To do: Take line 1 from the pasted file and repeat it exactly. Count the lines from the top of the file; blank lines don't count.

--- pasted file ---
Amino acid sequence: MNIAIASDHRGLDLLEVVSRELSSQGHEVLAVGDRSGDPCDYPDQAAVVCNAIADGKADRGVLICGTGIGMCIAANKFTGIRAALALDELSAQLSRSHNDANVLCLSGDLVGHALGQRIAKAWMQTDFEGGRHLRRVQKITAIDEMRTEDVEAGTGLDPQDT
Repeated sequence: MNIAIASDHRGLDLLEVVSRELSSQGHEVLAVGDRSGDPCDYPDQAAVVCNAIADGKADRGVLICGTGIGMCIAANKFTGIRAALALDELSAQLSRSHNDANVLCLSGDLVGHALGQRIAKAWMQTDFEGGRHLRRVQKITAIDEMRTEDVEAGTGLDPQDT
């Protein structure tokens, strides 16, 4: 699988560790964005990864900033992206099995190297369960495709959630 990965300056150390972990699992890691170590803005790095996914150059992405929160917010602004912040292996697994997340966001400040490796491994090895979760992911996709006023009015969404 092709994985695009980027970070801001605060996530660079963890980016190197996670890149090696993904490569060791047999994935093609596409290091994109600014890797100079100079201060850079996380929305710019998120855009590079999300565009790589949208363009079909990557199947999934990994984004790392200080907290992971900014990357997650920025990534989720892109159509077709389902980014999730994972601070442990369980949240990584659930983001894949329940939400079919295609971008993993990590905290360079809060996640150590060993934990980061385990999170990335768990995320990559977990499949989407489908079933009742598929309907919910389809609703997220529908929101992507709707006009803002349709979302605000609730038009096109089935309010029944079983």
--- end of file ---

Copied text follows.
Amino acid sequence: MNIAIASDHRGLDLLEVVSRELSSQGHEVLAVGDRSGDPCDYPDQAAVVCNAIADGKADRGVLICGTGIGMCIAANKFTGIRAALALDELSAQLSRSHNDANVLCLSGDLVGHALGQRIAKAWMQTDFEGGRHLRRVQKITAIDEMRTEDVEAGTGLDPQDT